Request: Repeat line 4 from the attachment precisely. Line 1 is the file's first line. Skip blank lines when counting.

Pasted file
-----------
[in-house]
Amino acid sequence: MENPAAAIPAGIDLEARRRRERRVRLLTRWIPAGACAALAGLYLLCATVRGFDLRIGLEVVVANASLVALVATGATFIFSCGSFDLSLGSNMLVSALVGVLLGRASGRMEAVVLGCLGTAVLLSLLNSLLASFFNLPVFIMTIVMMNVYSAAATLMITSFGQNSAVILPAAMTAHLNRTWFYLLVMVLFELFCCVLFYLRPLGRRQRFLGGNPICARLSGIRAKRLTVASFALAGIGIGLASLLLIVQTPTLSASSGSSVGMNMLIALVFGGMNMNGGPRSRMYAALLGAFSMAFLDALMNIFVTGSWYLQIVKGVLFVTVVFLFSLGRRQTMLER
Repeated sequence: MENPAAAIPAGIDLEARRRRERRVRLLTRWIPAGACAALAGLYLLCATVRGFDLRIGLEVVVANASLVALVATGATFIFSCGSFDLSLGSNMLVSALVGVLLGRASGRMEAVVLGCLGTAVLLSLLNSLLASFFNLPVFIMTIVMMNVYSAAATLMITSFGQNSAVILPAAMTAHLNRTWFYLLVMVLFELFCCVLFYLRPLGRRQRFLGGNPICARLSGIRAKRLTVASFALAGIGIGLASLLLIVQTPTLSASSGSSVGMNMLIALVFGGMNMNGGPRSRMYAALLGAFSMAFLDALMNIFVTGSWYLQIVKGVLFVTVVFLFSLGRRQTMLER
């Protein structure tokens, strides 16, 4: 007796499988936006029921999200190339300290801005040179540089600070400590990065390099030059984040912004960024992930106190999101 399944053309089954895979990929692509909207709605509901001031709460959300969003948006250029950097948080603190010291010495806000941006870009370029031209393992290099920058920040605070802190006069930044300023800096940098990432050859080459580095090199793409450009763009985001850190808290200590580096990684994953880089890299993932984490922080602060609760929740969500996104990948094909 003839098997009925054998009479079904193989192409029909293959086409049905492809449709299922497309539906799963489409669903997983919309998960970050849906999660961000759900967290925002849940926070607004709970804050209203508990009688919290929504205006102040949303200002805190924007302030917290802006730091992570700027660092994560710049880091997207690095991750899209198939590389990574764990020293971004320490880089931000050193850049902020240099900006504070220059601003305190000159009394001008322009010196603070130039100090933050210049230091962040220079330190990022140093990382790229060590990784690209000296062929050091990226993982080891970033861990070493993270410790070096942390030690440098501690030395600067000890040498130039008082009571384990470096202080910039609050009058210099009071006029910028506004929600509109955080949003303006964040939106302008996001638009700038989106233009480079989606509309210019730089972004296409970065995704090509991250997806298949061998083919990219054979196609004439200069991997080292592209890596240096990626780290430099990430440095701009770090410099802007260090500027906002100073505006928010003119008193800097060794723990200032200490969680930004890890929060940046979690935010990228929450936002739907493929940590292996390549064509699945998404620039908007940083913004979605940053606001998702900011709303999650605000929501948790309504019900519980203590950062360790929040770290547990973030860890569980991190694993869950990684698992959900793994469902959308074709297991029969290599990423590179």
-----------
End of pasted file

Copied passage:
């Protein structure tokens, strides 16, 4: 007796499988936006029921999200190339300290801005040179540089600070400590990065390099030059984040912004960024992930106190999101 399944053309089954895979990929692509909207709605509901001031709460959300969003948006250029950097948080603190010291010495806000941006870009370029031209393992290099920058920040605070802190006069930044300023800096940098990432050859080459580095090199793409450009763009985001850190808290200590580096990684994953880089890299993932984490922080602060609760929740969500996104990948094909 003839098997009925054998009479079904193989192409029909293959086409049905492809449709299922497309539906799963489409669903997983919309998960970050849906999660961000759900967290925002849940926070607004709970804050209203508990009688919290929504205006102040949303200002805190924007302030917290802006730091992570700027660092994560710049880091997207690095991750899209198939590389990574764990020293971004320490880089931000050193850049902020240099900006504070220059601003305190000159009394001008322009010196603070130039100090933050210049230091962040220079330190990022140093990382790229060590990784690209000296062929050091990226993982080891970033861990070493993270410790070096942390030690440098501690030395600067000890040498130039008082009571384990470096202080910039609050009058210099009071006029910028506004929600509109955080949003303006964040939106302008996001638009700038989106233009480079989606509309210019730089972004296409970065995704090509991250997806298949061998083919990219054979196609004439200069991997080292592209890596240096990626780290430099990430440095701009770090410099802007260090500027906002100073505006928010003119008193800097060794723990200032200490969680930004890890929060940046979690935010990228929450936002739907493929940590292996390549064509699945998404620039908007940083913004979605940053606001998702900011709303999650605000929501948790309504019900519980203590950062360790929040770290547990973030860890569980991190694993869950990684698992959900793994469902959308074709297991029969290599990423590179």